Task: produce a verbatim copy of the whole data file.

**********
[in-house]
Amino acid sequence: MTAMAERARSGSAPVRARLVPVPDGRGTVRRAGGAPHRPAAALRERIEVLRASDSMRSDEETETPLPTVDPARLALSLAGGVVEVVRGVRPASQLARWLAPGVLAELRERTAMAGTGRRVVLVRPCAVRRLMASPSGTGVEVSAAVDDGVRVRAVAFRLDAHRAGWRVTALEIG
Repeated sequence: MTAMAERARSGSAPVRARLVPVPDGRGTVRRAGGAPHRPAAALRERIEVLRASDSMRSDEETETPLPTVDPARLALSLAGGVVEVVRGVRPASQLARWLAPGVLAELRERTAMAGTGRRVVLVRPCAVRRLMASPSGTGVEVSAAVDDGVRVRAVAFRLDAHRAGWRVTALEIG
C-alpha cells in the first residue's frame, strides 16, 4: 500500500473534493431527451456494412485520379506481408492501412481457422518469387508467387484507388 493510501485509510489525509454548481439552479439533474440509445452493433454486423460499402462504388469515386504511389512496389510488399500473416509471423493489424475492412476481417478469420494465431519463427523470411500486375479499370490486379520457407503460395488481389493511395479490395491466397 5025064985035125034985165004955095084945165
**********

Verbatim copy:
[in-house]
Amino acid sequence: MTAMAERARSGSAPVRARLVPVPDGRGTVRRAGGAPHRPAAALRERIEVLRASDSMRSDEETETPLPTVDPARLALSLAGGVVEVVRGVRPASQLARWLAPGVLAELRERTAMAGTGRRVVLVRPCAVRRLMASPSGTGVEVSAAVDDGVRVRAVAFRLDAHRAGWRVTALEIG
Repeated sequence: MTAMAERARSGSAPVRARLVPVPDGRGTVRRAGGAPHRPAAALRERIEVLRASDSMRSDEETETPLPTVDPARLALSLAGGVVEVVRGVRPASQLARWLAPGVLAELRERTAMAGTGRRVVLVRPCAVRRLMASPSGTGVEVSAAVDDGVRVRAVAFRLDAHRAGWRVTALEIG
C-alpha cells in the first residue's frame, strides 16, 4: 500500500473534493431527451456494412485520379506481408492501412481457422518469387508467387484507388 493510501485509510489525509454548481439552479439533474440509445452493433454486423460499402462504388469515386504511389512496389510488399500473416509471423493489424475492412476481417478469420494465431519463427523470411500486375479499370490486379520457407503460395488481389493511395479490395491466397 5025064985035125034985165004955095084945165